A forty-year tightening of funding for scientific research has meant that resources are increasingly directed toward applied or practical outcomes, with the intent of creating products of immediate value. In such a scenario, it makes sense to focus on the most identifiable and urgent problems, right? Actually, it doesn't. In his classic essay "The Usefulness of Useless Knowledge," Abraham Flexner, the founding director of the Institute for Advanced Study in Princeton and the man who helped bring Albert Einstein to the United States, describes a great paradox of scientific research. The search for answers to deep questions, motivated solely by curiosity and without concern for applications, often leads not only to the greatest scientific discoveries but also to the most revolutionary technological breakthroughs. In short, no quantum mechanics, no computer chips.
This brief book includes Flexner's timeless 1939 essay alongside a new companion essay by Robbert Dijkgraaf, the Institute's current director, in which he shows that Flexner's defense of the value of "the unobstructed pursuit of useless knowledge" may be even more relevant today than it was in the early twentieth century. Dijkgraaf describes how basic research has led to major transformations in the past century and explains why it is an essential precondition of innovation and the first step in social and cultural change. He makes the case that society can achieve deeper understanding and practical progress today and tomorrow only by truly valuing and substantially funding the curiosity-driven "pursuit of useless knowledge" in both the sciences and the humanities.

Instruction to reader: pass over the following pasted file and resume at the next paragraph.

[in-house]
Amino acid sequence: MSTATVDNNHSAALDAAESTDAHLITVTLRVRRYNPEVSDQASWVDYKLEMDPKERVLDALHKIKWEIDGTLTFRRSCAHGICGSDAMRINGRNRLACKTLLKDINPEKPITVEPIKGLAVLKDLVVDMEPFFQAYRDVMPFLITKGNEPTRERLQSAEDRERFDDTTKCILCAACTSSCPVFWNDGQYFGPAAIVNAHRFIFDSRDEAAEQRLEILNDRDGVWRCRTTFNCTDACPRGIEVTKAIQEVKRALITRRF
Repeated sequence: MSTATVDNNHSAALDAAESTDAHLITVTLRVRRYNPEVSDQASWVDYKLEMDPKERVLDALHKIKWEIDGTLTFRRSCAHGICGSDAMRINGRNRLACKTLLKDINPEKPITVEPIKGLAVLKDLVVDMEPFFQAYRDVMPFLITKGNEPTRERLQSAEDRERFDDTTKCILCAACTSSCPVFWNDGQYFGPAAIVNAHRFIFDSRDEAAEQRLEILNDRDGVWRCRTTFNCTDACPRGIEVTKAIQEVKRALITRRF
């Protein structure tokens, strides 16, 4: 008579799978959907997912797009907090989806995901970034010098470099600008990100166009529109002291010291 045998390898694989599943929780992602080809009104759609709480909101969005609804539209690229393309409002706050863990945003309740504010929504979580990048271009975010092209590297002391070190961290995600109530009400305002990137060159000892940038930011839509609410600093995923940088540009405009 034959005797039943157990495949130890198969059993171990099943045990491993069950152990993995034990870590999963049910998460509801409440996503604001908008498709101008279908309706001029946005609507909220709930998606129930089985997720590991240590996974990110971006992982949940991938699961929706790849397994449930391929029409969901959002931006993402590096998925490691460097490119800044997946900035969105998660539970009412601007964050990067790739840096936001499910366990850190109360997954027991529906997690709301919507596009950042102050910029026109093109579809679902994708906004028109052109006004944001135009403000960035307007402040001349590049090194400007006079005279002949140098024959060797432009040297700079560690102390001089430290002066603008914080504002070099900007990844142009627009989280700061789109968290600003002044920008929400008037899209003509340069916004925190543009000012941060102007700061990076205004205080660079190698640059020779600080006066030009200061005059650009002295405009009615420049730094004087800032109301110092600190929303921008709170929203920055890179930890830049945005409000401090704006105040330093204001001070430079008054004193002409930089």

Abraham Flexner (1866–1959) was the founding director of the Institute for Advanced Study, one of the world's leading institutions for basic research in the sciences and humanities. Robbert Dijkgraaf, a mathematical physicist who specializes in string theory, is director and Leon Levy Professor at the Institute for Advanced Study. A distinguished public policy adviser and passionate advocate for science and the arts, he is also the cochair of the InterAcademy Council, a global alliance of science academies, and former president of the Royal Netherlands Academy of Arts and Sciences.
"Flexner and Dijkgraaf argue that basic research--driven by curiosity, freedom, and imagination--is a proven and essential seed for the revolutionary technologies that fuel the economy, transform society, and provide solutions for the world's problems. A thoughtful appeal for long-term thinking in a time full of short-term distractions."--Eric Schmidt, Executive Chairman of Alphabet Inc.
"These two eloquent essays are timely and timeless treasures that remind us why and how the pursuit of knowledge for its own sake has transformed humanity and human affairs. The Usefulness of Useless Knowledge is a gift to all those concerned with the world of tomorrow."--Sean B. Carroll, author The Serengeti Rules and Brave Genius
"In essays written more than seventy years apart, the founding and current directors of Princeton’s Institute for Advanced Study demonstrate how human progress has depended--quite unexpectedly--on unfettered scholarship carried out by talented, obsessively curious individuals. The time lag from their discoveries to practical benefit will be long and the path unpredictable. But here is the bottom line: as strange as it seems, humanity’s future is likely to depend on society’s greatly increased support for fundamental, seemingly ‘impractical’ research."--Bruce Alberts, University of California, San Francisco, and former editor-in-chief of Science magazine
"The Usefulness of Useless Knowledge is excellent. Dijkgraaf's essay is a remarkable piece of writing that eloquently puts Flexner's essay in historical context, revealing the influence of his vision on the twentieth century and reevaluating it in the light of the twenty-first."—Carlo Rovelli, author of Seven Brief Lessons on Physics
Table of Contents:
The World of Tomorrow - Robbert Dijkgraaf 1
The Usefulness of Useless Knowledge - Abraham Flexner 49
About the Authors 89
Further Reading 91